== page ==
Labor Day weekend – The four-day weekend that usually marks the end of summer for us in Minnesota. It’s our last chance to get to “the lake” or get some projects done around the house before school starts. We are a camping family; however, since we have had children, we have not camped over Labor Day weekend. We are too busy getting ready for school to start, so we have not wanted to be out of town right before the school year kicks off. It just makes life too busy.
However, since my wife and I are empty nesters (as of a couple of years ago), we decided that this Labor Day we could be out of town. We spent our weekend camping at Blue Mounds State Park near Luverne. The park is located on what used to be part of a multi-state massive tallgrass prairie biome. According to Jim Brandenburg, professional nature photographer who is originally from Luverne, only about 1 percent of all the tall grass prairie is left. (More on that in a bit.)
Besides the prairie, Blue Mounds is known for Sioux quartzite that rises up in cliffs and pokes out of the prairie sod every few feet. The beautiful rock is reddish and smooth at times and creates some fun photography opportunities.
First let me talk about the state park and the camping facilities. I love state parks, and I will write a post about that in the future. The campground boasts 73 camping sites, most of those electric with 33 non-electric, including some tepees that can be rented, making for a unique stay. The campground area has many mature trees providing lots of shade at the campsites. It has modern facilities, running water and showers available. The campsites seemed close to one other, but I’ve been at locations that are tighter. I always try to book my site at the edge of all the camping areas, then my “backyard” is more natural, and I only have neighbors next door and across from me.
As I sit here writing this on Sunday, Sept. 6, before Labor Day, most of the neighbors have already packed up and headed out, so we have more of the place to ourselves, which suits me just fine.
We have had a gorgeous weekend weather wise. It threatened a severe storm one night, but it passed north and east of us. We haven’t had any rain at all, and I actually think they need rain in this area, although the crops are looking good and starting to turn.
Touch the Sky Prairie
One location we have visited multiple times during our stay is Jim Brandenburg’s Touch the Sky Prairie. Through his non-profit foundation, he helped preserve a parcel of land that makes up part of the Northern Tallgrass Prairie National Wildlife Refuge that stretches from Iowa, through western Minnesota. Touch the Sky Prairie, which is within a mile of Brandenburg’s childhood home, is now more than 1,000 acres. While Brandenburg resides near Ely now, he still loves the prairie and hopes “to leave some high-quality Tallgrass prairie” behind rather than just photographs when he’s gone.
As I said, we visited the prairie numerous times during our four-day stay, and for a couple days it was extremely calm (see the video below). It sits on some of the highest land around, thus its name, and provides an expansive view. It is covered with a huge variety of species including prairie smoke, long stem bluegrass, wild sunflowers and others. This beautiful wide-open acreage is dotted with Sioux quartzite, some of which stands up out of the ground, others are level with the soil and the sod just opens up and provides pieces of it like small dance floors in the wild prairie grasses. We wandered around and explored for hours over our time there.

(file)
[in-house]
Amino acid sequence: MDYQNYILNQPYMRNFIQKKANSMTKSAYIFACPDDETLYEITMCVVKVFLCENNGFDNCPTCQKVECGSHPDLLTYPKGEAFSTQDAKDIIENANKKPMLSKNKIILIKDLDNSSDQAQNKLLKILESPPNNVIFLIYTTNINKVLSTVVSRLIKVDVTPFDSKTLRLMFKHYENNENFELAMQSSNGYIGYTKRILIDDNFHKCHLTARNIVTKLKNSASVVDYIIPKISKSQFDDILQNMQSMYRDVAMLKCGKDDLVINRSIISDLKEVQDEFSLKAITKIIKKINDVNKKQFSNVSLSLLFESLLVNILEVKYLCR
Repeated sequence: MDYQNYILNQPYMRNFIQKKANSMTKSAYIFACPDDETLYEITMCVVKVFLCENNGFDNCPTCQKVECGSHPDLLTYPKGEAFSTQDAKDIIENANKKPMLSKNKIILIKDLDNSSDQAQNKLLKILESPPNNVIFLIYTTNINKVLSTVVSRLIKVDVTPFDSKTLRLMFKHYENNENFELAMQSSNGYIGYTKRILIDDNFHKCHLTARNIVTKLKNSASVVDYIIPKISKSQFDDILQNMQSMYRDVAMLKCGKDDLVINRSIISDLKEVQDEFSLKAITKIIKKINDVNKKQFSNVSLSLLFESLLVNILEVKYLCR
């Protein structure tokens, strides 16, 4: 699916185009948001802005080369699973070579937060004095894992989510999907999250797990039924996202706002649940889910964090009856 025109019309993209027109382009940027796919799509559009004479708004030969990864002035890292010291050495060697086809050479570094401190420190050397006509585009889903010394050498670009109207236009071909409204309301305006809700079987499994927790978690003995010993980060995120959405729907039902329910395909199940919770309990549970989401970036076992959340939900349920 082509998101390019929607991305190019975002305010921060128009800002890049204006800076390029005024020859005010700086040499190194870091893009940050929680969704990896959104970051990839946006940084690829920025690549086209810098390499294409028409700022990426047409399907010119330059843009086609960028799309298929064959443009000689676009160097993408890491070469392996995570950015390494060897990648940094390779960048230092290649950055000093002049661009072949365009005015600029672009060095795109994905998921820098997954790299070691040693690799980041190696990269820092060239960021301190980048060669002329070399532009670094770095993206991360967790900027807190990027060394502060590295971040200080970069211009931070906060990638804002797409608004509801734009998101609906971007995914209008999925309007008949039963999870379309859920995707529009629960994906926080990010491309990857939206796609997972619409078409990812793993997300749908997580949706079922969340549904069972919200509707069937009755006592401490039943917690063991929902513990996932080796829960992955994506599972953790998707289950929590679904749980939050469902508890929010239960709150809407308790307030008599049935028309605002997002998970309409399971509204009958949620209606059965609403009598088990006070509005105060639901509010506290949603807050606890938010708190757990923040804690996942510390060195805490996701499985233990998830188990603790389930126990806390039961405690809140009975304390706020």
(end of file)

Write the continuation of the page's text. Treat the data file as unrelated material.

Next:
It was past prime for many of the flowers, but the wild sunflowers were abundant and fun to watch as they waved and bobbed in the wind. I spent time trying to capture them with many of my tools including lenses from wide angle to long telephoto. I even pulled out the wireless flash for some. Look through the slideshow above to see the images. Also, I love the look of the quartzite as it pops out of the prairie in random locations. I photographed it showing it’s location in the wide expanse of the prairie as well as tight shots, showing the texture and lichen that would grow on it. I even tried out my video skills, capturing the swaying flowers and the sounds of wind and pheasants. I may try to put together a short video of my flower videos.
We also took the time to hike along the Beaver Creek to see the waterfall. The trailhead for this hike is about a quarter mile west of the main parking area for Touch the Sky. The less than three-quarter mile hike through the mowed grass land is easy. A neighborhood farm dog even joined us, leading the way there and back. The falls were just a trickle since the area has been dry for a while, but it was still a nice relaxing stroll through the prairie.
Anyone going to southern Minnesota for a visit, whether or not you love to do photography, really needs to set aside time to visit Touch the Sky Prairie. Thanks Jim Brandenburg for providing this jewel! In my next post, I’ll talk (and show images) from the state park.
One other note: Another must see place for photographers who visit the area: Brandenburg Gallery. The gallery is housed in the Chamber of Commerce and Tourism office in Luverne, and has an impressive display of Jim’s work. (Rarely do I hang anyone’s photographs on my walls at home other than mine, but I had to purchase one of Jim’s prints for my family room.) The gallery is set up as a non-profit and your money purchasing his work will go to help fund the prairie work, so go ahead and feel good about purchasing some prints.